Initial thoughts about “Getting Things Done.”

Earlier this year it seemed like I was reading about David Allen’s book Getting Things Done all over the place on the internet. Most of the time it was on Twitter where people would shorten it to GTD. So I decided to take the plunge and buy the book. That was about two months ago.

The ironic thing was that I couldn’t get myself motivated to read it. I read the first few pages on the first day I had it, then the first chapter or so over the next week, but after that it just sat on my nightstand for about a month. You could say I was procrastinating about reading a book about productivity. If that’s not irony I don’t know the definition of the word.

I finally was able to get through the book, which I just finished today, but it took checking out the audiobook on CD from the public library. I must say that now that I’ve got through the book this way I think it’s the way to go. Starting with the audiobook got me through it rather quickly.

I think I was getting stuck reading the book because David Allen does a really good job of illustrating his points with simple charts that break down his ideas in a very easy, compelling design. That made me really want to do what he was writing about right away, but there is quite a bit of depth to his system, so it’s best to get through the whole book before you really dive in. Now that I’ve gotten to the end of the book I think it will be easier to skim through the printed edition so that I can remember some key points.

Here are the initial takeaways that I had:

  • Write EVERYTHING down. This could be in a notebook you carry with you, moleskin, index cards, or in electronic form. Whenever you have a thought about something you need to do you need to write down that thought and put it into a trusted system/process. He describes this phase of GTD as collection. The main point is that if you’re going to experience stress-free productivity you have to get everything out of your head that you don’t need to be doing at that given moment in time. If it’s in your brain it will distract you.
  • Decide is any piece of information/communication you receive is actionable. There are some things that come into our everyday lives that do not require us to do anything. This could be spam emails, junk snail mail, or a host of other bits of info. This is what he calls the process phase. Once you have it out of your head you have to decide what to do with it. You don’t have to do it right away, but you must make a decision about whether or not you will have to do something about it at any given point in the future. He had a really practical point in this step. He suggests that if an action will take less than two minutes to complete you should do it right then. This has proven very helpful to me. Some things that I’ve had on my task list have been very simple tasks that really didn’t need to be sitting there. I just had to get it done.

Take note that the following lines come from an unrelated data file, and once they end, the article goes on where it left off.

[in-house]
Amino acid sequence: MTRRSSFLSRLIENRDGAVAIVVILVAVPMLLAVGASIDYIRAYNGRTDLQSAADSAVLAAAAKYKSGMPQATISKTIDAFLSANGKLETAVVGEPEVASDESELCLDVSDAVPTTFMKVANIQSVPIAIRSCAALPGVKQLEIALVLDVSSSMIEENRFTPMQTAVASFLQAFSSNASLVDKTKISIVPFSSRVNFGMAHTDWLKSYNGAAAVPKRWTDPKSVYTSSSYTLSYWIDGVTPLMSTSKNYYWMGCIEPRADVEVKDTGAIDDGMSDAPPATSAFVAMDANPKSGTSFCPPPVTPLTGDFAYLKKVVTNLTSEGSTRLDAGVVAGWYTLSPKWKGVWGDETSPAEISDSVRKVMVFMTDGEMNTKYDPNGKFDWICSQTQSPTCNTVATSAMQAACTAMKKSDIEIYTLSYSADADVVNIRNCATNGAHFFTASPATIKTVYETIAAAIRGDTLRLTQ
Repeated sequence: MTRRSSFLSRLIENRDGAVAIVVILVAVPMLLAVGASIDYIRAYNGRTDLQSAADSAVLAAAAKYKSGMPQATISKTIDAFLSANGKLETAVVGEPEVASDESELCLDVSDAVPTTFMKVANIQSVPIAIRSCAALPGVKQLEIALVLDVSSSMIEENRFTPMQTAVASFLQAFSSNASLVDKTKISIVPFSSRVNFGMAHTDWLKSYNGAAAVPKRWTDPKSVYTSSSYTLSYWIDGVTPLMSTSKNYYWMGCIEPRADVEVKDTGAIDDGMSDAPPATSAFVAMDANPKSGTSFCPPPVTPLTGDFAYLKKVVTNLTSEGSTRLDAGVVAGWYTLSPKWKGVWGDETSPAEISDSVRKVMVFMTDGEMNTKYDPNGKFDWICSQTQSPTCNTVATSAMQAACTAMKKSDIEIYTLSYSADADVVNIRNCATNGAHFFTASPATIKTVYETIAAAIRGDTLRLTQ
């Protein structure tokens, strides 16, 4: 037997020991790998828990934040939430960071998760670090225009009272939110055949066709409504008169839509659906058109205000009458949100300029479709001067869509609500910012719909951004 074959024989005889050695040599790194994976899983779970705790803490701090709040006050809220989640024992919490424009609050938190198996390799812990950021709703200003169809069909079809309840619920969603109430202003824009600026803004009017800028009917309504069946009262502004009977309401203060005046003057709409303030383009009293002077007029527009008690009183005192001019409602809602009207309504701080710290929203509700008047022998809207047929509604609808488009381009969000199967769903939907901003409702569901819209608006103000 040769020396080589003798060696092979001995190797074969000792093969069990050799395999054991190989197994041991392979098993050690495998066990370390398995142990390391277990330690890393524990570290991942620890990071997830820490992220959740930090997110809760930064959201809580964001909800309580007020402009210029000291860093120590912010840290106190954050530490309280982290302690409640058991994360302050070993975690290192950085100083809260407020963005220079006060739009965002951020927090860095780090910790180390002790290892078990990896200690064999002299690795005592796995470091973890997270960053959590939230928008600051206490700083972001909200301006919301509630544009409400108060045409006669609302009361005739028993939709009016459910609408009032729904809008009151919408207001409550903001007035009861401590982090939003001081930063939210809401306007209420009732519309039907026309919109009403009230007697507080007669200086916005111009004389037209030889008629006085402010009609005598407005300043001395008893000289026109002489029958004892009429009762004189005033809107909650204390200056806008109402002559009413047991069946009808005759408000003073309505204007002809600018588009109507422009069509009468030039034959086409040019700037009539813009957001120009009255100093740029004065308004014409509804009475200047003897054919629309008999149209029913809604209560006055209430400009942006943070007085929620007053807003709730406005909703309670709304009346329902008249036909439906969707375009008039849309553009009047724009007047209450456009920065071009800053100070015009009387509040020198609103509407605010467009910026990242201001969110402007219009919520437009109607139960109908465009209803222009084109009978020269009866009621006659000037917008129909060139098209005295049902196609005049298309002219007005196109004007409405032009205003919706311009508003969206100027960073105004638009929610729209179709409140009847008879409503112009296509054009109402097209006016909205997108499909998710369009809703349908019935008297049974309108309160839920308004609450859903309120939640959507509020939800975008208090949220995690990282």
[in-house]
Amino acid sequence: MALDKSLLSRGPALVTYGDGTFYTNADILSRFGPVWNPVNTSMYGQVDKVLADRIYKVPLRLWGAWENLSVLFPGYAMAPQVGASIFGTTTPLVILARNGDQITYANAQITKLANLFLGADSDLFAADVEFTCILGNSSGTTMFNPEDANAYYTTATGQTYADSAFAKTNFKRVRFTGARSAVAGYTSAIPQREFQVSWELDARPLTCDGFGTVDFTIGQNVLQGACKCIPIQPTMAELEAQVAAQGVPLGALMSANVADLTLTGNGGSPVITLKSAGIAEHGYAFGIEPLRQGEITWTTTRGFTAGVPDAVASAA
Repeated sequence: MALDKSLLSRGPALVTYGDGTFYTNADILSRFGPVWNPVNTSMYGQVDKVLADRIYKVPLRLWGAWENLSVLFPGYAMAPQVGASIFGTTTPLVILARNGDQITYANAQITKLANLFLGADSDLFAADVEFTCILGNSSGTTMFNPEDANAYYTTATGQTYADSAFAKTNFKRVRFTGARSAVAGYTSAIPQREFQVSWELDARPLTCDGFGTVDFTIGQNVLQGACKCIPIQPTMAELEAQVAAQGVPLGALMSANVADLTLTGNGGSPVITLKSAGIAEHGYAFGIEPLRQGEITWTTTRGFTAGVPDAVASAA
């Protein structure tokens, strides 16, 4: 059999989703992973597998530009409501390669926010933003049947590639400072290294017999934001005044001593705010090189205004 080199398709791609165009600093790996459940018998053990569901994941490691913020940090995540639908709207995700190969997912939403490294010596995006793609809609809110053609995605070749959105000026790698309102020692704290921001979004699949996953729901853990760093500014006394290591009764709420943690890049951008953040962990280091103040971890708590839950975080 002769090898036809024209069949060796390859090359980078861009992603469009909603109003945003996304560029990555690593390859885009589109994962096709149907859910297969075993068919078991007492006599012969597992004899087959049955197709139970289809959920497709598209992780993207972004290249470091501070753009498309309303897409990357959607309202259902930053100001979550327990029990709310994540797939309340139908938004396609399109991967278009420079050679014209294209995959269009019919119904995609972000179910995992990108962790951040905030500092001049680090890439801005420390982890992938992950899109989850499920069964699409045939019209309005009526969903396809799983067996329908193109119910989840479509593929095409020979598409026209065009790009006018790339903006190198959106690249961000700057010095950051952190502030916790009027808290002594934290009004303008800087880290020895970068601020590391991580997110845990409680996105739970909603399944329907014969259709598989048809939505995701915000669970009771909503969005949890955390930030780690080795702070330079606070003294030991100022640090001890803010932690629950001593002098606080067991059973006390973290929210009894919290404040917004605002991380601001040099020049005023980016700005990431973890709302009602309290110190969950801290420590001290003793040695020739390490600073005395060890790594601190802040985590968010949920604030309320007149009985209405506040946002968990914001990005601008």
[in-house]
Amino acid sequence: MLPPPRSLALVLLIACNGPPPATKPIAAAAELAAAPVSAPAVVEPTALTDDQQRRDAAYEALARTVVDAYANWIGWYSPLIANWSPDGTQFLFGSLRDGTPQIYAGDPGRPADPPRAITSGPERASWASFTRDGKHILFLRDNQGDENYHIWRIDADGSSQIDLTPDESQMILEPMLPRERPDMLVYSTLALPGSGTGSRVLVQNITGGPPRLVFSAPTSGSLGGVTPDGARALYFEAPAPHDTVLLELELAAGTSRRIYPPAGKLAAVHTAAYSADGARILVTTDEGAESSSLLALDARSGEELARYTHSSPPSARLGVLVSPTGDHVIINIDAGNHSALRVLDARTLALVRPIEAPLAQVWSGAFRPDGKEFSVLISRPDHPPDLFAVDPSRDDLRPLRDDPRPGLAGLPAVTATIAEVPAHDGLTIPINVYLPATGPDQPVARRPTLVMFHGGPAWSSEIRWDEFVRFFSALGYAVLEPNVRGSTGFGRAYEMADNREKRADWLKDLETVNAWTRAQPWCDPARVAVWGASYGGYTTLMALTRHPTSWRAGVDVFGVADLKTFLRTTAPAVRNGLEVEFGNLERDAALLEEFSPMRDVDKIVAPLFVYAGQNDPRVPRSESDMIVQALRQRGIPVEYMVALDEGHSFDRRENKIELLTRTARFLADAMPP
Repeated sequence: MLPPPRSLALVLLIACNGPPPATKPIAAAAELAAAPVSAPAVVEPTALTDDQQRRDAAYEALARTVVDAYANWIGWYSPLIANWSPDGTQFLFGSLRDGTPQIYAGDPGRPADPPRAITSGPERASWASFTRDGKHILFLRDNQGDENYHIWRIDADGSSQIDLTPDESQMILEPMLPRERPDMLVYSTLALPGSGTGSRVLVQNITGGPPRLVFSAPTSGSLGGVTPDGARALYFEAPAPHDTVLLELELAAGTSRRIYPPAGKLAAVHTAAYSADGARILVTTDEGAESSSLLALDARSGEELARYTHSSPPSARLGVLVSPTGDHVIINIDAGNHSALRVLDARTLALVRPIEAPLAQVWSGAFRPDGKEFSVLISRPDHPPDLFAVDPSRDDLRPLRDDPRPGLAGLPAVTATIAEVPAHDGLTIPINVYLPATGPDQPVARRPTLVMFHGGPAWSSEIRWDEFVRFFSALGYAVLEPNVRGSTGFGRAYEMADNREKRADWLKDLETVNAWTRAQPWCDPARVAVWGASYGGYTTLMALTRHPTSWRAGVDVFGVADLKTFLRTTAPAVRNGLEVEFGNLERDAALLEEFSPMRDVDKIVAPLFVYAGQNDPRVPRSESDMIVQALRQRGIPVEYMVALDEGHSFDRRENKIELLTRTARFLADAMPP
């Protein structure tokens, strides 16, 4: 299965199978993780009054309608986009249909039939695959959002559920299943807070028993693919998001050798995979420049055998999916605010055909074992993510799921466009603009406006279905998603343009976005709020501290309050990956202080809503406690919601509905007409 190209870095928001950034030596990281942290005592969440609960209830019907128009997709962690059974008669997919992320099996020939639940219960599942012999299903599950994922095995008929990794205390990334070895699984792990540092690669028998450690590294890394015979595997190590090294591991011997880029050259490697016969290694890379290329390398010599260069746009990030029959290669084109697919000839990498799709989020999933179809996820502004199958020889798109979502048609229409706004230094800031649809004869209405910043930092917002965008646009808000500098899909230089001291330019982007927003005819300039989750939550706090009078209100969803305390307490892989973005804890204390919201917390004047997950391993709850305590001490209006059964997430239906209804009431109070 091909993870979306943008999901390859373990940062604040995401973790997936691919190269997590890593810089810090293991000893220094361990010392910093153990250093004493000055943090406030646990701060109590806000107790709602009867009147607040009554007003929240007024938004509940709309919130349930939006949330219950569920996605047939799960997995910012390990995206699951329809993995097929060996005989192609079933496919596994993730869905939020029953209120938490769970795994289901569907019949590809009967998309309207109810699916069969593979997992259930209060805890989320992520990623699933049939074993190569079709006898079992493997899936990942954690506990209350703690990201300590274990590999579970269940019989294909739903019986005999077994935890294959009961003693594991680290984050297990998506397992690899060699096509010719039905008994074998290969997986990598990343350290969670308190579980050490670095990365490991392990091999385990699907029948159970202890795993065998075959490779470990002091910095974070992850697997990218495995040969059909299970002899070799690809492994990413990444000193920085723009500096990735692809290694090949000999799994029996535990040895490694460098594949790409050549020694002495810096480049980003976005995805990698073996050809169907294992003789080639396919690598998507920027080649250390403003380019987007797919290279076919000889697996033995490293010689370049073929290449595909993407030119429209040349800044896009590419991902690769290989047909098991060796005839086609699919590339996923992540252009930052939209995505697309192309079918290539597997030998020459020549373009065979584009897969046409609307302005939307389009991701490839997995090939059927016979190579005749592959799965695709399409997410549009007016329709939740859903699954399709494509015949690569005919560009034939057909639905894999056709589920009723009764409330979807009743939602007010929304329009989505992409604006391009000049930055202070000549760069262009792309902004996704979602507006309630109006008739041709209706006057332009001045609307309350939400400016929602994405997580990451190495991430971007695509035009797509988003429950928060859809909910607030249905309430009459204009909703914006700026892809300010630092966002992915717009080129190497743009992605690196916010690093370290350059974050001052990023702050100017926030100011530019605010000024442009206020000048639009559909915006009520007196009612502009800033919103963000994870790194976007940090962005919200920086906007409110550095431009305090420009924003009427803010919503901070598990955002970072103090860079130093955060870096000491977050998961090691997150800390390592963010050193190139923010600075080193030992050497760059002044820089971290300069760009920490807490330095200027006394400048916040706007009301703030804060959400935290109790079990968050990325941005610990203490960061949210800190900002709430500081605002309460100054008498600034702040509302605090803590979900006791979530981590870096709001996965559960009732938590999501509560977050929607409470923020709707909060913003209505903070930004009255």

• Decide what the NEXT ACTION is for any project. The next action is always a very specific, tangible task that is required to push the desired outcome toward completion. For example, if your project (or desired outcome) is pick a new curriculum for a class or group that you’re teaching, you would not write “pick new curriculum” down in your task list. This is not really possible as the next action most of the time. You would likely have to first do things like “brainstorm topics to cover with group,” or “check with boss about curriculum budget,” or “look up Rob Bell’s most recent Nooma videos.” After that you would then be able to actually “pick new curriculum.” Most of these next action steps seem intuitive, but I think that I’ve gotten stuck working on projects because I wrote down the desire outcome first without writing down the real, physical, tangible steps to get there.

There’s a whole lot more that I could write about, but I first need to review the printed book and then figure out which areas I need to understand more. Plus I haven’t really enacted most of his ideas. I’m guessing that will take me at least a few months, but I plan on blogging about the process as I go along.

For what it’s worth I think the book is worth checking out if you’re a working adult. There are a lot of very practical bits of advice.

See also:
Getting started with “Getting Things Done”
What is GTD?
Wikipedia article: Getting Things Done

3 thoughts on “Initial thoughts about “Getting Things Done.”

  1. I’m with you on the audiobooks. I find that they keep my mind occupied while I’m running, particularly fiction. It’s much easier to pound out the miles on the treadmill if I’m not constantly staring at the distance counter or the Olympian running next to me. I haven’t been in much of a health phase recently, thus I haven’t “read” anything in a while, but I’ve found that the local library and Half Price Books are both excellent sources when I’m in the mood.

    I tried listening to them on my commute, but I get a bit too immersed and don’t concentrate on my driving.

    Audiobooks: good. While driving: no so much.

  2. For implementing GTD you might try out this web-based application:

    You can use it to manage your goals, projects and tasks, set next actions and contexts, use checklists, schedules and a calendar.
    A mobile version and iCal are available too.

    Hope you like it.

  3. @Aaron – I haven’t tried listening to audiobooks while I workout or run yet, but I agree with the concept that it makes it easier to stay focused running.
    What are some of the books you’ve listened to that you enjoyed?

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